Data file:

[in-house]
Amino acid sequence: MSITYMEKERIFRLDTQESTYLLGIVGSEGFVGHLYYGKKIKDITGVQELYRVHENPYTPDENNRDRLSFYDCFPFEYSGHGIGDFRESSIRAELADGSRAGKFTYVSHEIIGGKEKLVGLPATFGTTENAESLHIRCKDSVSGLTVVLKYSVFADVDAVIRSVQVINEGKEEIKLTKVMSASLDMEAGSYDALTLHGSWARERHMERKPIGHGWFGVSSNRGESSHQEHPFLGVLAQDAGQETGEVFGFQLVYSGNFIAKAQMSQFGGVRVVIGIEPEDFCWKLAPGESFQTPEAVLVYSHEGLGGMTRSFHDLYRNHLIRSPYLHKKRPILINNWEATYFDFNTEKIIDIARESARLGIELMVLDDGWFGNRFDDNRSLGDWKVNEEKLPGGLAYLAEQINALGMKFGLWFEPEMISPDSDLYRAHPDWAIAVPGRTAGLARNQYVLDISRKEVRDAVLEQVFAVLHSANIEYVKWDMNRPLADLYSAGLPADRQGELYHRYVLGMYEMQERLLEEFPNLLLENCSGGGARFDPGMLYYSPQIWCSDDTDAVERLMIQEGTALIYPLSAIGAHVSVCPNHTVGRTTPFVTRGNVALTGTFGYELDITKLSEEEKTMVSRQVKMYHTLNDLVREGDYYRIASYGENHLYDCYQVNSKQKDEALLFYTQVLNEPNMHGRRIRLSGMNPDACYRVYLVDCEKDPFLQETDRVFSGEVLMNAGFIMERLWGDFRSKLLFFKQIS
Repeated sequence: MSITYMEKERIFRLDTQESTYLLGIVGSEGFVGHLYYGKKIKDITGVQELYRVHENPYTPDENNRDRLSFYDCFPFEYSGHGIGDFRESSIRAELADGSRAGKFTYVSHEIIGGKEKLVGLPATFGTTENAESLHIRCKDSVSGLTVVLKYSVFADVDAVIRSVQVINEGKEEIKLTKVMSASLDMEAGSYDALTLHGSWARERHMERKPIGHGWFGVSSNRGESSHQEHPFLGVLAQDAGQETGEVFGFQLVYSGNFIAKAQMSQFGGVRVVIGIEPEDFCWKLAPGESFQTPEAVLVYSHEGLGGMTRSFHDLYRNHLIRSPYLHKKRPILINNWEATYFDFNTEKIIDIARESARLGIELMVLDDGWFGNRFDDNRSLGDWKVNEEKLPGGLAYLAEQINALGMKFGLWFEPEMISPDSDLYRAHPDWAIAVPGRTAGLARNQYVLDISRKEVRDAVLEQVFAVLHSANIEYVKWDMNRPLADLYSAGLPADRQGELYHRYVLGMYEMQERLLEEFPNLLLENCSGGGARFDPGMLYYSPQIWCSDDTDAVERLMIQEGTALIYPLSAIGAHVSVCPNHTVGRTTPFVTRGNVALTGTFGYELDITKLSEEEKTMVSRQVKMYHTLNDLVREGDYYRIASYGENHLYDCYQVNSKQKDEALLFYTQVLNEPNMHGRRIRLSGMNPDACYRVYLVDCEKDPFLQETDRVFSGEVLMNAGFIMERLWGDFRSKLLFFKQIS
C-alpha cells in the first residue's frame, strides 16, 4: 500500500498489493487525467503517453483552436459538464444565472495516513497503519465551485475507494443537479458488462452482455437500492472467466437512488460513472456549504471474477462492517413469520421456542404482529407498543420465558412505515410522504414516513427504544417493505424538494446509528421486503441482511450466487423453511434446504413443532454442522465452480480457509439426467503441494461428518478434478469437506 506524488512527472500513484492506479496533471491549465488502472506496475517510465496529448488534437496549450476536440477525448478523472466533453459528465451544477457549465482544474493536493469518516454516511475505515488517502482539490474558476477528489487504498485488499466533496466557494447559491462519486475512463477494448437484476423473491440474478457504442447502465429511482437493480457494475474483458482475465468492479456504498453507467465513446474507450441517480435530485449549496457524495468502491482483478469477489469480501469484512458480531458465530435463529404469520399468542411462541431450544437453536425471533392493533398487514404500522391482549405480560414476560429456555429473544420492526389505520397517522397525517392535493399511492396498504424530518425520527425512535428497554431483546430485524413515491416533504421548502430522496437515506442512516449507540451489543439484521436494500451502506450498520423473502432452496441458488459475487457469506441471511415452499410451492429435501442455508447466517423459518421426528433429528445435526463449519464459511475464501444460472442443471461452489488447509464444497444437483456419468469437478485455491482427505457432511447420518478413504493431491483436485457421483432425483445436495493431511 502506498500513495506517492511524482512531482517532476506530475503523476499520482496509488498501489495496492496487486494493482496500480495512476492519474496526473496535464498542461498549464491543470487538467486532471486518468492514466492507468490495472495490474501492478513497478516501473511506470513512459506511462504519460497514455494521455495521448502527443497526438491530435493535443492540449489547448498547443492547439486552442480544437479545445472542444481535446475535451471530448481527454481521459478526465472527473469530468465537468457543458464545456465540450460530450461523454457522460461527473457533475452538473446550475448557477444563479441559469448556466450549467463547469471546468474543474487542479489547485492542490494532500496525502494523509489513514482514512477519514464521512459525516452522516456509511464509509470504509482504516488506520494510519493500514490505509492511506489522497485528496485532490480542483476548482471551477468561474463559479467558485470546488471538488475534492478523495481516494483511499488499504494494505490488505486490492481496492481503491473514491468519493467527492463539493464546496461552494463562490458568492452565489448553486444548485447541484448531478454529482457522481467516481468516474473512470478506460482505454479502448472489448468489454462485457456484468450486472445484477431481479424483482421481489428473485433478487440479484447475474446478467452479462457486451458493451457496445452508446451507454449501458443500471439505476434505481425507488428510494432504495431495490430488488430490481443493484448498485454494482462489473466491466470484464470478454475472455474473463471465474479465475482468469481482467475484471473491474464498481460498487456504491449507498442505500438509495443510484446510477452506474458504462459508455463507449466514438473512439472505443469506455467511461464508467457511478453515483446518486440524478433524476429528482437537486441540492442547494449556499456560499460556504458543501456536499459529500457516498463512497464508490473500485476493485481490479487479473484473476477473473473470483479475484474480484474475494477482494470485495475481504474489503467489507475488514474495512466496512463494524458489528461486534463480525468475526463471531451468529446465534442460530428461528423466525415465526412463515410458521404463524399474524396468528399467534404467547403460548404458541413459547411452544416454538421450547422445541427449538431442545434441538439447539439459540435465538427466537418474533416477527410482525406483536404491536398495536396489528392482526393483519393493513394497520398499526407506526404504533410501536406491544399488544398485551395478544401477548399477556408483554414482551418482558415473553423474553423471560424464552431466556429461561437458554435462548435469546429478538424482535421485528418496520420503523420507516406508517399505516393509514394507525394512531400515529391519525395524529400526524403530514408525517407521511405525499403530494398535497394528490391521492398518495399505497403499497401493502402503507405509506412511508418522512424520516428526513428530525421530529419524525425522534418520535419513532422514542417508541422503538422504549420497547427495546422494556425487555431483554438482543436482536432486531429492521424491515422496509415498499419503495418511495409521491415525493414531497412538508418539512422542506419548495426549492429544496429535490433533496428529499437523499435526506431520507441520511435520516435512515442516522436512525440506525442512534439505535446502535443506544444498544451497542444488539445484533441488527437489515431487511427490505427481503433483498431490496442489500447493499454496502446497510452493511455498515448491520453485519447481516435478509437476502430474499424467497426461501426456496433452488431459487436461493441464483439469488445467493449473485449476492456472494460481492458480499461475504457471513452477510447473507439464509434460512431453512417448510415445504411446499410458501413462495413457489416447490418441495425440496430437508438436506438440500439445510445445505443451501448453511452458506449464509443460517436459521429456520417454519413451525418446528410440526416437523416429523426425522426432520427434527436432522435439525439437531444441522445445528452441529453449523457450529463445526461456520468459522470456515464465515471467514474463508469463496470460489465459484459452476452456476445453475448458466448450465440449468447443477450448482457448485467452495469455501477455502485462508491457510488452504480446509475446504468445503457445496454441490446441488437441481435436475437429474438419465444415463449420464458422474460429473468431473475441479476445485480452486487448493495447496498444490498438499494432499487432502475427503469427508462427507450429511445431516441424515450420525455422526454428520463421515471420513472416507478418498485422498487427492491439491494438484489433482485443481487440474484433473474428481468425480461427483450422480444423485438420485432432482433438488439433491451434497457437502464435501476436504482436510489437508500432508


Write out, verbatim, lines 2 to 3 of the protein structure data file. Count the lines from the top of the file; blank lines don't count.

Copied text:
Amino acid sequence: MSITYMEKERIFRLDTQESTYLLGIVGSEGFVGHLYYGKKIKDITGVQELYRVHENPYTPDENNRDRLSFYDCFPFEYSGHGIGDFRESSIRAELADGSRAGKFTYVSHEIIGGKEKLVGLPATFGTTENAESLHIRCKDSVSGLTVVLKYSVFADVDAVIRSVQVINEGKEEIKLTKVMSASLDMEAGSYDALTLHGSWARERHMERKPIGHGWFGVSSNRGESSHQEHPFLGVLAQDAGQETGEVFGFQLVYSGNFIAKAQMSQFGGVRVVIGIEPEDFCWKLAPGESFQTPEAVLVYSHEGLGGMTRSFHDLYRNHLIRSPYLHKKRPILINNWEATYFDFNTEKIIDIARESARLGIELMVLDDGWFGNRFDDNRSLGDWKVNEEKLPGGLAYLAEQINALGMKFGLWFEPEMISPDSDLYRAHPDWAIAVPGRTAGLARNQYVLDISRKEVRDAVLEQVFAVLHSANIEYVKWDMNRPLADLYSAGLPADRQGELYHRYVLGMYEMQERLLEEFPNLLLENCSGGGARFDPGMLYYSPQIWCSDDTDAVERLMIQEGTALIYPLSAIGAHVSVCPNHTVGRTTPFVTRGNVALTGTFGYELDITKLSEEEKTMVSRQVKMYHTLNDLVREGDYYRIASYGENHLYDCYQVNSKQKDEALLFYTQVLNEPNMHGRRIRLSGMNPDACYRVYLVDCEKDPFLQETDRVFSGEVLMNAGFIMERLWGDFRSKLLFFKQIS
Repeated sequence: MSITYMEKERIFRLDTQESTYLLGIVGSEGFVGHLYYGKKIKDITGVQELYRVHENPYTPDENNRDRLSFYDCFPFEYSGHGIGDFRESSIRAELADGSRAGKFTYVSHEIIGGKEKLVGLPATFGTTENAESLHIRCKDSVSGLTVVLKYSVFADVDAVIRSVQVINEGKEEIKLTKVMSASLDMEAGSYDALTLHGSWARERHMERKPIGHGWFGVSSNRGESSHQEHPFLGVLAQDAGQETGEVFGFQLVYSGNFIAKAQMSQFGGVRVVIGIEPEDFCWKLAPGESFQTPEAVLVYSHEGLGGMTRSFHDLYRNHLIRSPYLHKKRPILINNWEATYFDFNTEKIIDIARESARLGIELMVLDDGWFGNRFDDNRSLGDWKVNEEKLPGGLAYLAEQINALGMKFGLWFEPEMISPDSDLYRAHPDWAIAVPGRTAGLARNQYVLDISRKEVRDAVLEQVFAVLHSANIEYVKWDMNRPLADLYSAGLPADRQGELYHRYVLGMYEMQERLLEEFPNLLLENCSGGGARFDPGMLYYSPQIWCSDDTDAVERLMIQEGTALIYPLSAIGAHVSVCPNHTVGRTTPFVTRGNVALTGTFGYELDITKLSEEEKTMVSRQVKMYHTLNDLVREGDYYRIASYGENHLYDCYQVNSKQKDEALLFYTQVLNEPNMHGRRIRLSGMNPDACYRVYLVDCEKDPFLQETDRVFSGEVLMNAGFIMERLWGDFRSKLLFFKQIS